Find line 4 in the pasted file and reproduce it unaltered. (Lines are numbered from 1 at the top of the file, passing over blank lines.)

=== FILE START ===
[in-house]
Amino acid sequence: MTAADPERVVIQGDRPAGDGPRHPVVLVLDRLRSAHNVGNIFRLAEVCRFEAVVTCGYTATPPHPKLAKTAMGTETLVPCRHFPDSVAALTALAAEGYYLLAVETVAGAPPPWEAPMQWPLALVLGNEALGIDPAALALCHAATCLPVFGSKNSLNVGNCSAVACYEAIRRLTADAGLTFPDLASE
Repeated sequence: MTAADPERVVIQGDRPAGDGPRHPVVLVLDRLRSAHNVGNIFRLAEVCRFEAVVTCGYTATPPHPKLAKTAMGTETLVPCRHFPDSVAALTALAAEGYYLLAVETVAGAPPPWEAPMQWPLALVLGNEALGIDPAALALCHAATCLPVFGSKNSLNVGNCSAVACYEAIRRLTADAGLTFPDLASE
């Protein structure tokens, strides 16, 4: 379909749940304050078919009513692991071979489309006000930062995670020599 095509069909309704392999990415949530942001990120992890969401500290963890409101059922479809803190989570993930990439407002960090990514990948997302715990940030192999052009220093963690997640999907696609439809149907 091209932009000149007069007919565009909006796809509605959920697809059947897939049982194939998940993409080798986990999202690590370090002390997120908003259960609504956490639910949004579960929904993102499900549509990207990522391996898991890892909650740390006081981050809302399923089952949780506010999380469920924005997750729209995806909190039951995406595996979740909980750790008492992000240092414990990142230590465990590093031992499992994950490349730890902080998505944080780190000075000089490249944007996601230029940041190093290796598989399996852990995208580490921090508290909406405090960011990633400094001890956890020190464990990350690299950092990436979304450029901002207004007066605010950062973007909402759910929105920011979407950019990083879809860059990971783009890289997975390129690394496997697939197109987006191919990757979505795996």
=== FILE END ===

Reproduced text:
């Protein structure tokens, strides 16, 4: 379909749940304050078919009513692991071979489309006000930062995670020599 095509069909309704392999990415949530942001990120992890969401500290963890409101059922479809803190989570993930990439407002960090990514990948997302715990940030192999052009220093963690997640999907696609439809149907 091209932009000149007069007919565009909006796809509605959920697809059947897939049982194939998940993409080798986990999202690590370090002390997120908003259960609504956490639910949004579960929904993102499900549509990207990522391996898991890892909650740390006081981050809302399923089952949780506010999380469920924005997750729209995806909190039951995406595996979740909980750790008492992000240092414990990142230590465990590093031992499992994950490349730890902080998505944080780190000075000089490249944007996601230029940041190093290796598989399996852990995208580490921090508290909406405090960011990633400094001890956890020190464990990350690299950092990436979304450029901002207004007066605010950062973007909402759910929105920011979407950019990083879809860059990971783009890289997975390129690394496997697939197109987006191919990757979505795996």